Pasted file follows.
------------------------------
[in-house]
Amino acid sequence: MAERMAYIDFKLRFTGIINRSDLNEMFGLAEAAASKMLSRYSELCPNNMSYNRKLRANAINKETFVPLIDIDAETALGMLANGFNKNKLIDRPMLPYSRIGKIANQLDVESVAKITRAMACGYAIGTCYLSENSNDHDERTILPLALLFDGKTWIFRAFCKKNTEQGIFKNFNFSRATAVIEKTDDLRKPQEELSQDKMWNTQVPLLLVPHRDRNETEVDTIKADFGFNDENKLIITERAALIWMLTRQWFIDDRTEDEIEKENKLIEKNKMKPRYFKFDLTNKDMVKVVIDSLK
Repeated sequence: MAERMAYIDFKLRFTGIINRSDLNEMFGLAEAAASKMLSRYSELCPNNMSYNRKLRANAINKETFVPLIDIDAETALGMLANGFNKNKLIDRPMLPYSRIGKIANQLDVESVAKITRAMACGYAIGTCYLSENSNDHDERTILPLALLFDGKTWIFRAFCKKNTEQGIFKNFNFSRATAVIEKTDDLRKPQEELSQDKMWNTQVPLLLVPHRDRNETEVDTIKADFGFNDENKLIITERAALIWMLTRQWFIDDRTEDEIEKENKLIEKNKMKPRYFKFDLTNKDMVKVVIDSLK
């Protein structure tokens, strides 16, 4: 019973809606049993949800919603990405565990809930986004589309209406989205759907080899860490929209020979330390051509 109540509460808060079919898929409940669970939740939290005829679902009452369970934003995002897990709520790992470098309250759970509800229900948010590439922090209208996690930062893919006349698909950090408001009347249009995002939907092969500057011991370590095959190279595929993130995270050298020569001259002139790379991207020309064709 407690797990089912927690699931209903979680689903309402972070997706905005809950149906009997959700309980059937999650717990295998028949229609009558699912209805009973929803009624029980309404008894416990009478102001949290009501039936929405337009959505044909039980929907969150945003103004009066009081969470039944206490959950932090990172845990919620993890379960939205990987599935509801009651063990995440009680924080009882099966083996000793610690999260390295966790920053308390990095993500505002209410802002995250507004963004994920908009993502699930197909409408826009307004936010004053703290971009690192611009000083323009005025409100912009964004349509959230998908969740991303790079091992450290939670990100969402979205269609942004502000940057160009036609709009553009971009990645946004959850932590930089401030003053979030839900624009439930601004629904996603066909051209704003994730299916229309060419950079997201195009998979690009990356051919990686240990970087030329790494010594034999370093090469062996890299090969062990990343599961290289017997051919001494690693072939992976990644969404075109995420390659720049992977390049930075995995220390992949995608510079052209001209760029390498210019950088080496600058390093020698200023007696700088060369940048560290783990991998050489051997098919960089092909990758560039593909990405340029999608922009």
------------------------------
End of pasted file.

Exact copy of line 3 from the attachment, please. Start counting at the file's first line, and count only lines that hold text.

Repeated sequence: MAERMAYIDFKLRFTGIINRSDLNEMFGLAEAAASKMLSRYSELCPNNMSYNRKLRANAINKETFVPLIDIDAETALGMLANGFNKNKLIDRPMLPYSRIGKIANQLDVESVAKITRAMACGYAIGTCYLSENSNDHDERTILPLALLFDGKTWIFRAFCKKNTEQGIFKNFNFSRATAVIEKTDDLRKPQEELSQDKMWNTQVPLLLVPHRDRNETEVDTIKADFGFNDENKLIITERAALIWMLTRQWFIDDRTEDEIEKENKLIEKNKMKPRYFKFDLTNKDMVKVVIDSLK